Pauline Weaver

WEAVER , PAULINE , born in White County, Tennessee, about 1798; son of Henry Weaver, a Virginian, and the daughter of’ a Cherokee Chief; married ___; son, Ben, who was killed by Apaches between Wickenburg and Date Creek, A. T., about 1866. Left home in early life and went to the far Northwest as hunter and trapper for the Hudson Bay Company; came to the Southwest to trap beaver on the Gila about 1830; said to have been with the Ewing Young party which went from New Mexico to California, 1831; his name is written on the inner wall of Casa Grande Ruin with the date 1832; engaged by General Stephen W. Kearny to guide the Mormon Battalion across what is now Southern Arizona to California and reported to Colonel Philip St. George Cooke on the Rio Grande in New Mexico, November 2, 1846; obtained a grant of 2800 acres of land in San Gorgonio Pass near the present town of Banning, California, and from there engaged in trapping on the Colorado River; was living at his Ranch there in 1853.

Listed, U. S. Census, July, 1.860, at Tucson, as Powell Weaver, Old Mountaineer, age 63, born in Tennessee, property valued at $2100; discovered the gold placers on the Arroyo de la Tenaja near La Paz late in 1861; met a party headed by A, H. Peeples at Yuma and was with them at discovery of gold at Rich Hill and the Weaver Diggings in May 1863; had a home on the Hassayampa below Walnut Grove, 1864, in which year he was wounded on the Copper Basin Trail by an Apache-Mohave arrow, the head of which remained under his left shoulder blade; listed as Paulino Weaver, Territorial Census, April 1864, 3d District, (Yavapai County), age 66, born in Tennessee, married, family in New Mexico, resident in Arizona 7 years, occupation, Trapper and Guide, property valued at $300. Employed as Pauline Weaver as Spy and Guide at $15 per day at Ft. Whipple, I A. T., from July 29 to August 25, 1865; transferred to Ft. McDowell,Arizona Territory, until October 10, 1865 at $101.35 per month; transferred to Ft. Whipple as Guide at $75 per month until December 31, 1865; employed at Ft. Whipple, July 10, 1866 as Guide at $55 per month and stationed there until November 1, when he was transferred to Camp Lincoln (Camp Verde) on the Verde River where he served until his death on July 21, 1867; buried there but his remains were removed to the National Cemetery at the Presidio of San Francisco, 1892; authority was obtained from the War Department by the Boy Scouts to remove his remains to Prescott, where they were reinterred on October 27, 1929, and a monument to his memory was erected.

The town of Weaver, Weaver Creek, Weaver Mountains and Weaver Peak in Yavapai County, Weaver Pass in Yuma County and Weavers Needle in Pinal County, Arizona, all named for him.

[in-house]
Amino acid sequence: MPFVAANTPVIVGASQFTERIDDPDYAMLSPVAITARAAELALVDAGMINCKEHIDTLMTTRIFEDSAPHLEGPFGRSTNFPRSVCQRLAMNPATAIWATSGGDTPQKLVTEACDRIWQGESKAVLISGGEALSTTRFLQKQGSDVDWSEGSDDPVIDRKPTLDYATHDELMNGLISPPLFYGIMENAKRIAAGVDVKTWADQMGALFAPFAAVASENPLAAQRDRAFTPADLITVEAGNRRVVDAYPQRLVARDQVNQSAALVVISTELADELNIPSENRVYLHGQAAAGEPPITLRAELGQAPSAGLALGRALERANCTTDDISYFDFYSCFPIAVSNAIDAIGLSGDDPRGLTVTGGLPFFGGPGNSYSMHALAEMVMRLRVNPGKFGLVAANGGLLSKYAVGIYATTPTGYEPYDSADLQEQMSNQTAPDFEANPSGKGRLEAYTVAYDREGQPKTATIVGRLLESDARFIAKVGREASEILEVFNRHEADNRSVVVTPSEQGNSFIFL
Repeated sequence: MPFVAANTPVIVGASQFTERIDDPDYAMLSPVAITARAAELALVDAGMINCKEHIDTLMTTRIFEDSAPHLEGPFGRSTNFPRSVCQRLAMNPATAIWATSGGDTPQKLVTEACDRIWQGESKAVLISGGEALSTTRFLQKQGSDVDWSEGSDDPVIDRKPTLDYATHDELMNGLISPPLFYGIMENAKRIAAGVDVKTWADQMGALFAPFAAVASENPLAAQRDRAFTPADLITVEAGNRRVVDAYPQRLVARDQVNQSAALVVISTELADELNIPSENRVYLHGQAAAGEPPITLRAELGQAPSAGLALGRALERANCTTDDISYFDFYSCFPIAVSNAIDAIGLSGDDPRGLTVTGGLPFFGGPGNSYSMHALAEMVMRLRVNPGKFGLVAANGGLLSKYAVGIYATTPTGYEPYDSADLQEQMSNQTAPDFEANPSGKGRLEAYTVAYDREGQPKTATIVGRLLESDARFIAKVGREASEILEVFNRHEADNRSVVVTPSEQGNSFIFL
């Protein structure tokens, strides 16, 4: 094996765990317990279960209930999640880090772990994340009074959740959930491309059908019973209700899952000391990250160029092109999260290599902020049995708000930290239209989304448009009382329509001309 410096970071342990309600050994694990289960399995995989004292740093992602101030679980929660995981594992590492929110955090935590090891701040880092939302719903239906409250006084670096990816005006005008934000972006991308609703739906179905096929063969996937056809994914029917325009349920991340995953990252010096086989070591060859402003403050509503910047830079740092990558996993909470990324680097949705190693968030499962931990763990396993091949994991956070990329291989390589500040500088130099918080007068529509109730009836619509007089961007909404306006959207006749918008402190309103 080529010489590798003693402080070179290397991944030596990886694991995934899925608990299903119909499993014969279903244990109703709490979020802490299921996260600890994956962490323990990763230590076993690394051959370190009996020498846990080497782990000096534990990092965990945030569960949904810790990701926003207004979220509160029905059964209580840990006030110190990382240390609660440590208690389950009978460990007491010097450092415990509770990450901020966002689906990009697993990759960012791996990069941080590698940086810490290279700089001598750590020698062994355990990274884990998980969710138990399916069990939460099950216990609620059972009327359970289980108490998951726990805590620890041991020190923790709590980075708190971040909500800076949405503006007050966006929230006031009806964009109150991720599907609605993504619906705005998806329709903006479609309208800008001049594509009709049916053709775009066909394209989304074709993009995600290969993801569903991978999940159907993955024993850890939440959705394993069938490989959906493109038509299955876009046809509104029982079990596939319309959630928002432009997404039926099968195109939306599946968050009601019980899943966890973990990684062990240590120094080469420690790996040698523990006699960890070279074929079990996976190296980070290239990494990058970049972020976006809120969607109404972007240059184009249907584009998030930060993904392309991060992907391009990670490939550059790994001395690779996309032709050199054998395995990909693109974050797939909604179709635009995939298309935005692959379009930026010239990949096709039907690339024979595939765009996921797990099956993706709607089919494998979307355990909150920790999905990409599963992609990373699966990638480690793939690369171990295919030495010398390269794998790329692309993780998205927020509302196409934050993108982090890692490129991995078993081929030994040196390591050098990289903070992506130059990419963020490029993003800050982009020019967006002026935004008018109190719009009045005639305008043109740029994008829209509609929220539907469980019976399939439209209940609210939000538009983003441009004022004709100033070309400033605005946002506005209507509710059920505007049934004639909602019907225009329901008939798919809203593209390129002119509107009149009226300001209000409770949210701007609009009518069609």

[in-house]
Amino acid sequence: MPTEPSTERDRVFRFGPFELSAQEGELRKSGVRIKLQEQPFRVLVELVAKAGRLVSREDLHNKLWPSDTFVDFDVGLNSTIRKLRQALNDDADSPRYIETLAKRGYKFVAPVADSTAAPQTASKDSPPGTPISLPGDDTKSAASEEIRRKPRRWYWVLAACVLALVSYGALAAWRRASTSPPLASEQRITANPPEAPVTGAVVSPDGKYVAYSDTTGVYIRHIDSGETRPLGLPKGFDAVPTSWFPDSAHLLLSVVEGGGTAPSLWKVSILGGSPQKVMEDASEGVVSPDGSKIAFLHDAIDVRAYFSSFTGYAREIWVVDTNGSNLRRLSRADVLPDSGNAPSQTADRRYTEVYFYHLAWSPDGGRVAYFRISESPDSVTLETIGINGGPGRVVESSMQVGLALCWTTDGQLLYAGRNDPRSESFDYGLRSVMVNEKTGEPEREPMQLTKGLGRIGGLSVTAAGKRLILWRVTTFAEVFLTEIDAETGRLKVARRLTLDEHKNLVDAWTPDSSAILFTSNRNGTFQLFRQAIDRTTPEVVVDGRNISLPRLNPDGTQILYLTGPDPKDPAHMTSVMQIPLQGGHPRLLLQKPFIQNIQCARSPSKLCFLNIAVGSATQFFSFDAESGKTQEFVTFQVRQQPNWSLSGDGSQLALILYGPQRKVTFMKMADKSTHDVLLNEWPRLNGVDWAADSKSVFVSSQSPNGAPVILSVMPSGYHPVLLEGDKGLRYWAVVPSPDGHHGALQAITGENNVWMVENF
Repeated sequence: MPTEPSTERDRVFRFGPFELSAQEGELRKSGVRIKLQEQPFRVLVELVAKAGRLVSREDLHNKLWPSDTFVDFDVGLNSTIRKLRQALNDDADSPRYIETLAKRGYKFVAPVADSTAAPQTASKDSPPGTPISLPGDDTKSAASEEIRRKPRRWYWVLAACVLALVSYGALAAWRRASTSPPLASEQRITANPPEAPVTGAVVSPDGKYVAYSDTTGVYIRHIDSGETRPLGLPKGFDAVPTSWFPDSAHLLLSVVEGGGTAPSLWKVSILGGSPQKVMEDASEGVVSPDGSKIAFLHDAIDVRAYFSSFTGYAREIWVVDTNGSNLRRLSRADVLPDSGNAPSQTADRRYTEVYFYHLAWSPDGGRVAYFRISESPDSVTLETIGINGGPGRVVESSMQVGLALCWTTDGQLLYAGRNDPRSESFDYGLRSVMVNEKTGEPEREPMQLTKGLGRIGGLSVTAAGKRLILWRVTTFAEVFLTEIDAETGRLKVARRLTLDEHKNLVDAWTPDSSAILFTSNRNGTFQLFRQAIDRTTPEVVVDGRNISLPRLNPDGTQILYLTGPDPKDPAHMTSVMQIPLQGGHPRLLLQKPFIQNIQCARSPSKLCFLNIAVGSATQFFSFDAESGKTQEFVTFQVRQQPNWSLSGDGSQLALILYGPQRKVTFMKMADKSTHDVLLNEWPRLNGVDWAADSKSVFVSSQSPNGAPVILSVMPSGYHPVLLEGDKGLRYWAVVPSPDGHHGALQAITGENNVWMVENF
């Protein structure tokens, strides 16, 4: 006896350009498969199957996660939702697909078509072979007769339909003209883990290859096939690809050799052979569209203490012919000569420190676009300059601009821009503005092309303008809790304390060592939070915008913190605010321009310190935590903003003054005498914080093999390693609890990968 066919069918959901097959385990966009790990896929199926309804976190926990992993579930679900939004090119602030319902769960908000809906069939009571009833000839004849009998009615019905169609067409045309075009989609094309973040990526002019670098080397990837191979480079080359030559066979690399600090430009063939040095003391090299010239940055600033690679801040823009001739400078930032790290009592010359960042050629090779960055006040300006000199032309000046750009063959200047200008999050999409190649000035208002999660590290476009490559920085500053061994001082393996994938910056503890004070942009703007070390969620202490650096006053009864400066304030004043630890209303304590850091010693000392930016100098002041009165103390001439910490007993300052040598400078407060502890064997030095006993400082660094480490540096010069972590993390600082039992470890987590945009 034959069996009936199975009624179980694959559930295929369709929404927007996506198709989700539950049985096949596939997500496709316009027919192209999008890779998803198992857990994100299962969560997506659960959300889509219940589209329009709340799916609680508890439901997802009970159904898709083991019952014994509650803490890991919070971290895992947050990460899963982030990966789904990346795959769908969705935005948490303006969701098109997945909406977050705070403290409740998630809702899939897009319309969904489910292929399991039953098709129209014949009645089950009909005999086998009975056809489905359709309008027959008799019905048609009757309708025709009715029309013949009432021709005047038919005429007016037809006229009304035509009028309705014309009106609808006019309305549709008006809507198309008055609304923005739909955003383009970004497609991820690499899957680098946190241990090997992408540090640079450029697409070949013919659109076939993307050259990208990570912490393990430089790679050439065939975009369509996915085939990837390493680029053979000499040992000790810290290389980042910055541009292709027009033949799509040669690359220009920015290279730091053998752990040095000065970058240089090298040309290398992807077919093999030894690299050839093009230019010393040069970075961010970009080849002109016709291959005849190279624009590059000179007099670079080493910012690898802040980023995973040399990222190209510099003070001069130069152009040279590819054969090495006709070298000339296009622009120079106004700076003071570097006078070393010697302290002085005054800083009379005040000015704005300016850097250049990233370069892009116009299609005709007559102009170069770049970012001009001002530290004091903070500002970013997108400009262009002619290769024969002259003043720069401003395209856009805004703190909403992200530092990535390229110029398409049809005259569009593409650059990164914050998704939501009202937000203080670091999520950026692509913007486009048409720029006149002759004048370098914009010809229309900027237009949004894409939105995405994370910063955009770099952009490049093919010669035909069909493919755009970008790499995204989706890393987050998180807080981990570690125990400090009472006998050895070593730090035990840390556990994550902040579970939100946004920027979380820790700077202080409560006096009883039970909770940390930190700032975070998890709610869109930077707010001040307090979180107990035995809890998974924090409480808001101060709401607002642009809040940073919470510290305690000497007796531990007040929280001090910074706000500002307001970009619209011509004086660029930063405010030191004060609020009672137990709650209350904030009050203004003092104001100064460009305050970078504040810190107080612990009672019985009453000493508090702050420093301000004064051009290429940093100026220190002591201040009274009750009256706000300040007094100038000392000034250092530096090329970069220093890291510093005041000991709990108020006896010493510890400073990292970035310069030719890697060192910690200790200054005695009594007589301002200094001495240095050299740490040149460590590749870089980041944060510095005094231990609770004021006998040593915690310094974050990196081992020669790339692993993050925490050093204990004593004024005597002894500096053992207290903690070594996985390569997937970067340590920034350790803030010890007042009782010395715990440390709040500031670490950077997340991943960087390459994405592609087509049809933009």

Sources of Information
Hall, Sharlot – Pauline Weaver, Prescott, 1930, with introduction by
A. H. Favour.
Wells3 E. W. – Argonaut Tales, N. Y., 1927, pp. 253, 257, 259-36o, 267.
278, 290-301, 302, 310, 319-330, 349-352, 356-357, @l-405, 436-44o,
442-455, 475-478.
Lockwood, F. G.-l?io,neer Days in Arizona, 1?. Y., 1932, pp. 53, 12&-127,199.
Farish, T. E. – History of Arizona, VO1. 1, pp. 94, 138, 297; VO1. 2,
PP. 184, 24?, 293; vo1. 3, pp. 29, 30, 179, 298; vo1. 8, p. 128.
McClintock, J. H. – Arizona, The Youngest State, pp. 110-111.
Bancroft, H. H.-History of Arizona and New Mexico, 1888,pp. 407,580,61z.
Bancroft, H. H.-History of California, Vol. 3, p. 388; Vol. 5, p. ‘769.
W. W. Elliott & Co. – History of Arizona Territory, S. F. 1884, p. 244.
Murdock, J. R.-Arizona Characters in Silhouette, Phoenix, 1929,pp.&3-@.
Golder, F. A. – The March of the Mormon Battalion, N. Y., 1928, p. 188.
Cooke, P. St G., – The Conquest of New Mexico and California, pp. 100,
156, 176, 179-180, 183.
Hintoh, R. J. – Handbook to Arizona, S. J?. 18?8, pp. 29-30.
Poston, C. D. – Speech im House of Representatives, March 2, 1865.
Barnes, W. C. – Arizona Place Names, 1935, pp. 477, 478.
Jackson, O. – The White Conquest of Arizona, pp.
Barney, I. M. – Pauline Weaver, 3 page Manuscript, 1940.
The Quartermaster General~s Office – Archives and Claims.
The Probate Court of Yavapai County – Docket No. 29.
The Prescott Courier, November 3, 1929.

The Treasure of the Superstitions

The Treasure of the Superstitions: Scenarios for the Future of Superstition Vistas: Scenarios for the Future of Superstition Vistas is the result of an effort by a group of public and private entities to think about state trust land and urban development in new ways. In fact, seldom in the history of the U.S. has there been a chance to envision the future of one piece of property, this large and this close to a growing metropolitan area. Never has such an opportunity been coupled with public ownership and public benefit.